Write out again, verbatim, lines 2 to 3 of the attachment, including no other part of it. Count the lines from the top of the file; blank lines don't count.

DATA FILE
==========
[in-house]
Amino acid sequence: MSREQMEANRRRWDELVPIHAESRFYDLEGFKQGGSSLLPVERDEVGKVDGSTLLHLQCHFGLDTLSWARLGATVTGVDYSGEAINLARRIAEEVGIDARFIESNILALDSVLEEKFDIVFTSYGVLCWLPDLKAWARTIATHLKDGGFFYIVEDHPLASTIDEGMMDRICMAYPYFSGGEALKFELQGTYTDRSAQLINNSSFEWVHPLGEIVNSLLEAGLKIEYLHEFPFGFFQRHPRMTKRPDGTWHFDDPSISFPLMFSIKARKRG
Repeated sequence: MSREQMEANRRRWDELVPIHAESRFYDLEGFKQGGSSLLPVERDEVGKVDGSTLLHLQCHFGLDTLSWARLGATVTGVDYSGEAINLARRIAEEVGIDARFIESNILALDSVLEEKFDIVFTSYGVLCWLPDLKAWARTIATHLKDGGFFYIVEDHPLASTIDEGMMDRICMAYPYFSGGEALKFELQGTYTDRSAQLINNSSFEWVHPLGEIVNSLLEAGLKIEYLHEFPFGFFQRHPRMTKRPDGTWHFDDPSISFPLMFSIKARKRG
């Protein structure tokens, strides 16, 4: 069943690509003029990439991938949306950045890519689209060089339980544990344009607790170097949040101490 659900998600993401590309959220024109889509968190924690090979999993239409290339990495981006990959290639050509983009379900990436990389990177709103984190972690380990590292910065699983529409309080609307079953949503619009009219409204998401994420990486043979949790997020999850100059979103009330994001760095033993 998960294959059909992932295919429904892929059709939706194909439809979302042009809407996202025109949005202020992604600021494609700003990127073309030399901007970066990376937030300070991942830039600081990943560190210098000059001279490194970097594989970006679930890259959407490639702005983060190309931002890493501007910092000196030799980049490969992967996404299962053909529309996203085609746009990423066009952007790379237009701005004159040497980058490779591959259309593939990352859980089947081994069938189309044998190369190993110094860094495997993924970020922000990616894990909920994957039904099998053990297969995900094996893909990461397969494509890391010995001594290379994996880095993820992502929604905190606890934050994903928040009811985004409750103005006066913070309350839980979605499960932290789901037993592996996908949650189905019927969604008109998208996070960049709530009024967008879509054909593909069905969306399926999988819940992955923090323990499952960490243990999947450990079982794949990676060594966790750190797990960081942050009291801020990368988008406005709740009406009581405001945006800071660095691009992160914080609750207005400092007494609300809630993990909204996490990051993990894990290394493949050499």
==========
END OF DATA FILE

Amino acid sequence: MSREQMEANRRRWDELVPIHAESRFYDLEGFKQGGSSLLPVERDEVGKVDGSTLLHLQCHFGLDTLSWARLGATVTGVDYSGEAINLARRIAEEVGIDARFIESNILALDSVLEEKFDIVFTSYGVLCWLPDLKAWARTIATHLKDGGFFYIVEDHPLASTIDEGMMDRICMAYPYFSGGEALKFELQGTYTDRSAQLINNSSFEWVHPLGEIVNSLLEAGLKIEYLHEFPFGFFQRHPRMTKRPDGTWHFDDPSISFPLMFSIKARKRG
Repeated sequence: MSREQMEANRRRWDELVPIHAESRFYDLEGFKQGGSSLLPVERDEVGKVDGSTLLHLQCHFGLDTLSWARLGATVTGVDYSGEAINLARRIAEEVGIDARFIESNILALDSVLEEKFDIVFTSYGVLCWLPDLKAWARTIATHLKDGGFFYIVEDHPLASTIDEGMMDRICMAYPYFSGGEALKFELQGTYTDRSAQLINNSSFEWVHPLGEIVNSLLEAGLKIEYLHEFPFGFFQRHPRMTKRPDGTWHFDDPSISFPLMFSIKARKRG